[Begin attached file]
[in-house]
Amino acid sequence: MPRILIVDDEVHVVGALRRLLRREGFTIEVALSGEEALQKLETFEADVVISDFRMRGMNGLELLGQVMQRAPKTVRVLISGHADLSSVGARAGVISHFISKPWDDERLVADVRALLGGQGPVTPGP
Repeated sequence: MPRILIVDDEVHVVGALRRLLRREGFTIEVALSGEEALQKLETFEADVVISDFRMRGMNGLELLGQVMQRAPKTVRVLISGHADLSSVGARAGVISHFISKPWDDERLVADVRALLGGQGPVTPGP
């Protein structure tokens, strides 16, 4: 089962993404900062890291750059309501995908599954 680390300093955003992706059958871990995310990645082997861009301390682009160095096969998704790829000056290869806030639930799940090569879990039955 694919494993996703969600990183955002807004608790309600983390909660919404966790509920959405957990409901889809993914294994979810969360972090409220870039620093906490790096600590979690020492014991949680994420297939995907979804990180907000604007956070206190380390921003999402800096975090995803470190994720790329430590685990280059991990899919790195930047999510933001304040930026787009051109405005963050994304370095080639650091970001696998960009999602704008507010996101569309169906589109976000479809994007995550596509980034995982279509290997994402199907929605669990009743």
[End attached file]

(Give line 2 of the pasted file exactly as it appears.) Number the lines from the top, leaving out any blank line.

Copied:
Amino acid sequence: MPRILIVDDEVHVVGALRRLLRREGFTIEVALSGEEALQKLETFEADVVISDFRMRGMNGLELLGQVMQRAPKTVRVLISGHADLSSVGARAGVISHFISKPWDDERLVADVRALLGGQGPVTPGP